Open Source Artifact — A Walkthrough

For the GitHub Archive Program Museum Cases, I wanted to create something that was aesthetically beautiful, and that paid homage to the spirit of open source software, and to the generations of science and engineering that open source software rests upon.

The software and 3D printing tools I used to create the cases are close to the technical edges of what’s available today, and a lot of the symbolism reflects our species’ advances in engineering of the past hundred years — but underneath the artwork I sought to express stories that are old as time and that will still be true hundreds of years from now, even as the forms of our technology change.

The imagery on the top of the box — the globe, and the swirling galaxy surrounding it — tell several stories. My interpretation of these stories goes something like — “our world is mutable”, and also, “our world can be seen, through a certain lens, as an infinitely deep ecosystem of mechanisms and patterns”. Others may see different stories — such is the nature of art.

The swirling patterns etched into the top of the box form a galaxy. There are four aesthetic neural patterns in the etched galaxy, which map to the neural aesthetics used to paint the artwork on the four sides of the box.

The galaxy on the back — if you look closely, painted in the form of equations — represents the subtle and complex mathematical patterns underlying the cosmos. Our understanding of these patterns through mathematics and science is the bedrock on which we can even begin to think about creating more complex machinery.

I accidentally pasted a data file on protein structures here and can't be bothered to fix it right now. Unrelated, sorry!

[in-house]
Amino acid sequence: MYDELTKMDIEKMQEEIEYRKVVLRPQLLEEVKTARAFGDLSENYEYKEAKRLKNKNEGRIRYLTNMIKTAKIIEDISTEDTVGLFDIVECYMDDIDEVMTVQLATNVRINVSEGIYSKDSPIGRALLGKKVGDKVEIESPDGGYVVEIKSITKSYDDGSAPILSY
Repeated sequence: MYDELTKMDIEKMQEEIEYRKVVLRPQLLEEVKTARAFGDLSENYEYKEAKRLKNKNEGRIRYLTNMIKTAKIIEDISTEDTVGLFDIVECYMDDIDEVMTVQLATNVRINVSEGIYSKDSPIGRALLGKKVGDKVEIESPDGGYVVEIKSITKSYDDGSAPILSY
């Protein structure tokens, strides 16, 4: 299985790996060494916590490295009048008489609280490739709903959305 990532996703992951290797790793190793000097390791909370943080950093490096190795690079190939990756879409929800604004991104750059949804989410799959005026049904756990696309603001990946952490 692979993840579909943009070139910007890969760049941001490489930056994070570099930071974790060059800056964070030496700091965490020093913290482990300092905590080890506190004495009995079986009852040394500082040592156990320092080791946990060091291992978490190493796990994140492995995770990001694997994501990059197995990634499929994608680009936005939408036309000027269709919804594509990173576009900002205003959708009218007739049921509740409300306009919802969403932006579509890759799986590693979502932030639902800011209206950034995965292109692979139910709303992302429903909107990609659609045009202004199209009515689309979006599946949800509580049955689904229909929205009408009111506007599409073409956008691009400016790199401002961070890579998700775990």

The engine — painted using the Navier-Stokes equations, as well as other aesthetic inputs — speaks to the growing sophistication of our relationship with the mathematical order of the universe — the practice of science begets the practice of engineering, in which we skillfully harness the patterns of the physical world to achieve specific ends.

The etheric gemstone circuitry on the other side represents our species’ foray into electronic machinery — combined with a healthy dose of wonder and awe that we live on a planet whose physical forms can be rearranged to create machines with such stunning complexity.

The hands, painted with waves and layers of code, and intentionally positioned on the front of the box, represent the current living form of the art, and the evolution of the other three layers. Our progress at this point exists through our growth in technical sophistication — but perhaps more powerfully — through our unprecedented growth as a species in our willingness to work together openly.

I view Open Source as a sort of pinnacle of evolution in this regard — it is arguably the most complex freely shared movement of technical cooperation in the history of our species.This artwork, nor the skills or tools that I drew upon to create it, would not exist were it not for a world of open source contributions, vast beyond my ability to quantify.

It is my hope that as these cases dutifully house humanity’s most foundational open source software, this artwork and writing inspires others to explore, contribute, and keep the spirit of open source alive.

Artist, Communityist, Systems Thinker, Multi-Competency Engineer

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